The Critical Re-reading of Alfred Hitchcock’s Vertigo (1958)
Alfred Hitchcock’s Vertigo (1958) is now considered the greatest film of all time according to the critics that voted in the British Film Institute’s 2012 Sight & Sound poll. The survey, which is compiled once a decade, saw Hitchcock bumping Orson Welles’ Citizen Kane, which had held the spot for 50 years. But leaving aside this ranking, what is more surprising is the fact that Vertigo was a critical dud at the time it released in 1958, and didn’t fare well according to the standards of a major Hitchcock film at all. This critical reading of the film that has touted it to be one of the greats, therefore, speaks volumes about the role of film criticism that comes along with the ages.
The understanding of a narrative film depends upon a variety of factors that influence criticism and further interpretation. In this case, the contribution of film criticism that has placed the films of Hitchcock, especially Vertigo (1958), cannot be provided without stating the influence of film theorist Raymond Bellour. We can start by regarding the highly influential analysis of Balzac’s novella Sarrasine in S/Z, where deconstructionist Roland Barthes had developed a “poetics” of narrative; that is, he sought to describe the structure and form taken by narratives, or narrative kinds, in general. He characterized narrative form in terms of the relationship between codes that were sequential in nature and propelled the narrative forward, along with codes that were static or reversible that signaled alternative narrative possibilities or meanings.
In a similar strain, Bellour largely embraced Barthes theory of narrative and adapted Barthes method of narrative segmentation and close analysis. Indeed, with some justice, he could be called the Roland Barthes of film studies. The long-delayed translation of Raymond Bellour’s seminal work ‘The Analysis of Film’, edited by Constance Penley is not just a seminal work in Hitchcock studies but a testament to the standards of excellence in film criticism.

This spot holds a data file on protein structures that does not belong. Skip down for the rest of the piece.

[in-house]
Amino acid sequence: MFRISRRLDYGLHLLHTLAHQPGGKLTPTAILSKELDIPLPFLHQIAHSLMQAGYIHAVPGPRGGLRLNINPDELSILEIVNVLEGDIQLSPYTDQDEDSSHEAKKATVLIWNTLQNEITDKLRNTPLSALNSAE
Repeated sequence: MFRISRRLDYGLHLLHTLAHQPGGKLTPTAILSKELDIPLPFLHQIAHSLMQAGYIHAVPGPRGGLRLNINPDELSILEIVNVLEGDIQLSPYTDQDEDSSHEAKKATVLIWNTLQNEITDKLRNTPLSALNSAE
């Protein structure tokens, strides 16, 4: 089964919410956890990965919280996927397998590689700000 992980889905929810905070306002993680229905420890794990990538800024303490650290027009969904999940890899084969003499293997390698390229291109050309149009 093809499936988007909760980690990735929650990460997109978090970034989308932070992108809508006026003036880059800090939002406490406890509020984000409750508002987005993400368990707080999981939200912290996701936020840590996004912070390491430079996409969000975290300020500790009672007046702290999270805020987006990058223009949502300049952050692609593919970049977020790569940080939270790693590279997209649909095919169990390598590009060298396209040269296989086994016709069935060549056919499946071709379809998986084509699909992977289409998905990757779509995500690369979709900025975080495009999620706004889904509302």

If one begins with the initial response towards Vertigo (1958), the inclination towards the formal aspects of narrative action and suspense thriller are majorly dissed, with direct jabs at the impossibility of such a mystery to hold water and the long first half. But consecutively, after the film was restored in 1983, two years after Hitchcock’s death, significant changes were observed, where a certain number of writers were beginning to realize that beneath the entertaining and well-crafted surfaces of Hitchcock’s films were hidden layers of meaning just waiting to be explored.
In the case of Vertigo, this realization occurred by undermining the role of the romance narrative in maintaining gender subordination. Critics were inclined to play that role effectively so that the moral surface of human relationships must remain intact and the formation of the couple must be achieved.
Unlike conventional mystery-thrillers, which tend to lose their impact once a single viewing has unmasked their secrets, Vertigo (1958) does not even begin to reveal its depths once the mystery is solved, which is one reason why Hitchcock was able to get away with revealing the key to the murder plot well before the film is over.